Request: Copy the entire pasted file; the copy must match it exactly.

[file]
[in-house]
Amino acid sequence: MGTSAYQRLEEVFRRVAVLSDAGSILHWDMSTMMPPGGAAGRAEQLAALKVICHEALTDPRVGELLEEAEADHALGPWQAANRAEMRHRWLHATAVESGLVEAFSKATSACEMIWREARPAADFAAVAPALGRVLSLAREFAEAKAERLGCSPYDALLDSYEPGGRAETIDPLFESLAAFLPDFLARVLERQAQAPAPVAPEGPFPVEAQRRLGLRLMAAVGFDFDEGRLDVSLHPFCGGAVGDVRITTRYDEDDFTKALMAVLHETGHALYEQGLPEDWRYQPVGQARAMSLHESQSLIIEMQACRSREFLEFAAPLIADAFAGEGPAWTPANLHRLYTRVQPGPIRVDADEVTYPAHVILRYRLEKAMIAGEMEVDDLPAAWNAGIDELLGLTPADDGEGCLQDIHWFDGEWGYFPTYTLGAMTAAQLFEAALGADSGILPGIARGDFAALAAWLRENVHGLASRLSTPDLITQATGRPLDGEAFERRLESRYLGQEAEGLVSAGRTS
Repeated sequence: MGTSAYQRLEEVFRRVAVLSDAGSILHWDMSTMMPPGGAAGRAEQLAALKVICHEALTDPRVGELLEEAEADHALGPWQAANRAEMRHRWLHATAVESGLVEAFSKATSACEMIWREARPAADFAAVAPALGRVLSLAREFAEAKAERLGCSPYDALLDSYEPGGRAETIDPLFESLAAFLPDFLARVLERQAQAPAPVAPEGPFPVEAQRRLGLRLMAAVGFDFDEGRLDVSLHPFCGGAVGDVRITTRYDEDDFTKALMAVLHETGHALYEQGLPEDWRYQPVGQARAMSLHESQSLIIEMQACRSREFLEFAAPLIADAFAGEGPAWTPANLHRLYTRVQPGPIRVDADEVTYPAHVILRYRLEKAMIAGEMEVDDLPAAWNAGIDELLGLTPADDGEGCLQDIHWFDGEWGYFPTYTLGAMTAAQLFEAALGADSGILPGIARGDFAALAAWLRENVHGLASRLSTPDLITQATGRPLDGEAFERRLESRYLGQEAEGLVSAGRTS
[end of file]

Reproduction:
[in-house]
Amino acid sequence: MGTSAYQRLEEVFRRVAVLSDAGSILHWDMSTMMPPGGAAGRAEQLAALKVICHEALTDPRVGELLEEAEADHALGPWQAANRAEMRHRWLHATAVESGLVEAFSKATSACEMIWREARPAADFAAVAPALGRVLSLAREFAEAKAERLGCSPYDALLDSYEPGGRAETIDPLFESLAAFLPDFLARVLERQAQAPAPVAPEGPFPVEAQRRLGLRLMAAVGFDFDEGRLDVSLHPFCGGAVGDVRITTRYDEDDFTKALMAVLHETGHALYEQGLPEDWRYQPVGQARAMSLHESQSLIIEMQACRSREFLEFAAPLIADAFAGEGPAWTPANLHRLYTRVQPGPIRVDADEVTYPAHVILRYRLEKAMIAGEMEVDDLPAAWNAGIDELLGLTPADDGEGCLQDIHWFDGEWGYFPTYTLGAMTAAQLFEAALGADSGILPGIARGDFAALAAWLRENVHGLASRLSTPDLITQATGRPLDGEAFERRLESRYLGQEAEGLVSAGRTS
Repeated sequence: MGTSAYQRLEEVFRRVAVLSDAGSILHWDMSTMMPPGGAAGRAEQLAALKVICHEALTDPRVGELLEEAEADHALGPWQAANRAEMRHRWLHATAVESGLVEAFSKATSACEMIWREARPAADFAAVAPALGRVLSLAREFAEAKAERLGCSPYDALLDSYEPGGRAETIDPLFESLAAFLPDFLARVLERQAQAPAPVAPEGPFPVEAQRRLGLRLMAAVGFDFDEGRLDVSLHPFCGGAVGDVRITTRYDEDDFTKALMAVLHETGHALYEQGLPEDWRYQPVGQARAMSLHESQSLIIEMQACRSREFLEFAAPLIADAFAGEGPAWTPANLHRLYTRVQPGPIRVDADEVTYPAHVILRYRLEKAMIAGEMEVDDLPAAWNAGIDELLGLTPADDGEGCLQDIHWFDGEWGYFPTYTLGAMTAAQLFEAALGADSGILPGIARGDFAALAAWLRENVHGLASRLSTPDLITQATGRPLDGEAFERRLESRYLGQEAEGLVSAGRTS